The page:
It’s opening lines – “Everybody tells me it’s ’bout time that I move on/And I need to learn to lighten up and learn how to be young” – a clever commentary on Adele’s persona. “All I Ask” riffs elegantly on Dionne Warwick’s “I’ll Never Love This Way Again.” There is, in fact, a Burt Bacharach-esque quality to many of the songs. “I Miss You” is dark and pleading. With the help of serial collaborators, some returning, some new, she has conceived another batch of real songs, with real melodies, not just strings of hooks and naked, genuine-seeming emotions. The Ryan Tedder-produced “Remedy” harks back to debut album “19” with its spare piano and somber delivery. “Million Years Ago” is the album’s most devastating moment, a powerful and poignant ballad that’s destined to shatter hearts. Spotify now has more than 20 million premium subscribers worldwide, and Apple is up to 6.5 million paying users even though it’s been charging folks for less than two months (the service launched at the end of June, but everybody gets three free months). It starts out sounding like something off Lana Del Rey’s recent album, Honeymoon, with Adele’s voice taking on a flat affect as she sings over vaguely sinister keyboard chords: Hello, it’s me.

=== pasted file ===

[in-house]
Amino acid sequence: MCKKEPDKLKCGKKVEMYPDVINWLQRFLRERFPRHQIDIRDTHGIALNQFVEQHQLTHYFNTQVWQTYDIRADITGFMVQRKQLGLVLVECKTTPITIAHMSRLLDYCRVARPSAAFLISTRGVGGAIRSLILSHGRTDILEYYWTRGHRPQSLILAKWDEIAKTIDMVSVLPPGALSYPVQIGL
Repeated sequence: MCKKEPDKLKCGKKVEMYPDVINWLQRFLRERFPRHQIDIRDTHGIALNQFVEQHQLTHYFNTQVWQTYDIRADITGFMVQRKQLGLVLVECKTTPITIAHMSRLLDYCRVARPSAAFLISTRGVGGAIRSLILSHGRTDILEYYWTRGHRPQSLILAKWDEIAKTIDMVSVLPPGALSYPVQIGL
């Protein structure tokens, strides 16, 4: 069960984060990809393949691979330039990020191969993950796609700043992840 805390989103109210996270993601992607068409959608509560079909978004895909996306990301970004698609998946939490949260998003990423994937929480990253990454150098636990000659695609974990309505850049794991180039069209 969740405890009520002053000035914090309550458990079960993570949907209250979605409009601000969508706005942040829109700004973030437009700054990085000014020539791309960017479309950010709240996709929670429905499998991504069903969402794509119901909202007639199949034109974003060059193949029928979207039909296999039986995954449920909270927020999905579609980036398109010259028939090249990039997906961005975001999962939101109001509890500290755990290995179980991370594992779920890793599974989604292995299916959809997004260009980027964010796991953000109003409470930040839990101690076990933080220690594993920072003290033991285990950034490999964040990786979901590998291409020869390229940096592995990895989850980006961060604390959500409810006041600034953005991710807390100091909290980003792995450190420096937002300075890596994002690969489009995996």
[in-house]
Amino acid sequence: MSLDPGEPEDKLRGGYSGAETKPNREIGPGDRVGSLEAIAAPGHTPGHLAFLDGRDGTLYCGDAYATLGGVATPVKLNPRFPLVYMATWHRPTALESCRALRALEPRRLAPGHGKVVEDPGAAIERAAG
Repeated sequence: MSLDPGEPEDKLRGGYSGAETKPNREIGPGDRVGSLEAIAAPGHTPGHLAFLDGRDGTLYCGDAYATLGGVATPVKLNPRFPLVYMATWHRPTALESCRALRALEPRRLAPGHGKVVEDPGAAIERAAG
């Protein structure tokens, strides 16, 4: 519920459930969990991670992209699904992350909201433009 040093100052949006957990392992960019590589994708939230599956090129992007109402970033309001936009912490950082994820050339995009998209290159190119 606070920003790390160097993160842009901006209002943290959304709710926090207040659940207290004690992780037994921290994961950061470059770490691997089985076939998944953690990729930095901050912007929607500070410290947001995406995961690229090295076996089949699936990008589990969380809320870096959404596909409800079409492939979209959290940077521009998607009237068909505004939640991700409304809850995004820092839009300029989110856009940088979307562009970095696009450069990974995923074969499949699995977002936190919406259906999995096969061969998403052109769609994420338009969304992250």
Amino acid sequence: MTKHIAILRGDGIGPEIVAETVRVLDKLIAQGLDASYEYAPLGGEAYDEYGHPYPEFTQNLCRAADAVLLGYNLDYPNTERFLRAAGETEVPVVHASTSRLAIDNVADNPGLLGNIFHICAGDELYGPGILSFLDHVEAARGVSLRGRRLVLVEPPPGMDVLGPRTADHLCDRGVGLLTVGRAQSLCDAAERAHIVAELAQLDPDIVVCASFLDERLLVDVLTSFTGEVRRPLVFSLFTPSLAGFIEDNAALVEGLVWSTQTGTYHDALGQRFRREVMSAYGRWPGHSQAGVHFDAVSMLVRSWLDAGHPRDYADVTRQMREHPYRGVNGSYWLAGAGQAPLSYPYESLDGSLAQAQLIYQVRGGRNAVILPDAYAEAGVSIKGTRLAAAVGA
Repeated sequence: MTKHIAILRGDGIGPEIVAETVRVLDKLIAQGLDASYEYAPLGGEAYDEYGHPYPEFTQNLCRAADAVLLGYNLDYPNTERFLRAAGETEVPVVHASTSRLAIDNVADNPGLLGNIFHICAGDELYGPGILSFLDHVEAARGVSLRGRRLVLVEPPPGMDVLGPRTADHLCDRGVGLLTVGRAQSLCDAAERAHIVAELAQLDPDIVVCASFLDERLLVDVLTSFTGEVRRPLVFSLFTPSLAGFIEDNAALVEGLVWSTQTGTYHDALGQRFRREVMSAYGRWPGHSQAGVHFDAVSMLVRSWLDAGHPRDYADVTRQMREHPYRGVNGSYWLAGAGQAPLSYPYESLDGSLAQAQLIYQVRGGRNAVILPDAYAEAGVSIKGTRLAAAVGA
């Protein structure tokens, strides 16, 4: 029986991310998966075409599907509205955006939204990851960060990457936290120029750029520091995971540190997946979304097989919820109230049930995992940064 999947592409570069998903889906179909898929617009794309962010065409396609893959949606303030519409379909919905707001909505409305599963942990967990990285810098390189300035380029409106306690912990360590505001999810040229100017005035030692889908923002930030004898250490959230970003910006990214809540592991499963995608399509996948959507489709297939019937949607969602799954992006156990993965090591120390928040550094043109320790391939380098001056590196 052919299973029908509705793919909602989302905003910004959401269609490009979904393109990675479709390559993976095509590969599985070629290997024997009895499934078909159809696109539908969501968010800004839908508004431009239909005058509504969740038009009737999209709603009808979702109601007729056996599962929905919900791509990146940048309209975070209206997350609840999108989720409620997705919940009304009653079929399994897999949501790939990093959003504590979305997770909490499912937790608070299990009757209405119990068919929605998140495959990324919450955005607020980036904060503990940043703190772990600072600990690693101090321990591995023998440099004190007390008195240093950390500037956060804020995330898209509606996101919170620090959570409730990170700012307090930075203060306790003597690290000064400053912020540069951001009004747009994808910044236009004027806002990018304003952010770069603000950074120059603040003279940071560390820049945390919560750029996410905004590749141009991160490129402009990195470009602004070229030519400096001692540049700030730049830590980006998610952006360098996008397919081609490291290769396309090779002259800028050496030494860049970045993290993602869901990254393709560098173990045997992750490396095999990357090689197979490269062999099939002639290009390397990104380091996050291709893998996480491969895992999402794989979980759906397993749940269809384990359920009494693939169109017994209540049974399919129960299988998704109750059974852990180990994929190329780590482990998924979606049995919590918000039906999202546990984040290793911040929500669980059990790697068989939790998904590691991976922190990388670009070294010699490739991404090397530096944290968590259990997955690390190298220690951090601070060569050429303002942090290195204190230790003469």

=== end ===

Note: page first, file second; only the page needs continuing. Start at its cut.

I was wondering if after all these years you’d like to meet / To go over everything / They say time is supposed to heal ya / But I haven’t done much healing Then comes the chorus: big, booming, throbbing with emotion, and instantly addictive—it’s not Lana Del Rey! But any resolution is strictly musical: Hello from the other side I must have called a thousand times To tell you I’m sorry for everything I’ve done But when I call you never seem to be home Things don’t get much jollier on the rest of the record. “River Lea” is a dark, propulsive collaboration with Danger Mouse—my favorite track, for the moment—in which Adele paints herself as a demanding, impossible-to-satisfy lover… … before asserting in the chorus that she’s not going to change, so tough. This initially struck me as odd in a record called 25 that wasn’t made by someone in her 50s; but on second thought, nostalgia is a young person’s game, at least in my experience. (Those who can still remember the past are condemned to pine for it?) The album’s second single, “When We Were Young,” was in part inspired by “The Way We Were,” and for better or worse sounds like it. (In a shocking confession, Adele told Rolling Stone the older song made her cry when Barbra Streisand reprised it at the Oscars in 2013.) I prefer the similarly backward-looking “A Million Years Ago,” which has a samba-like lilt and a seductive melody. (Adele is backed by a single acoustic guitar.) The album’s thematic centerpiece might be “All I Ask,” yet another piano ballad—Bruno Mars is a co-writer—with a churchy, rolling quality that puts me in mind of Carole King or Elton John. And I’ll go further: as a confessional blockbuster, 25 will prove a worthy successor not just to 21 but also Tapestry, Rumours, and Jagged Little Pill.

UPDATE: Since this review was first published, it has been amended to reflect the fact that Aretha Franklin has indeed covered “Rolling in the Deep”.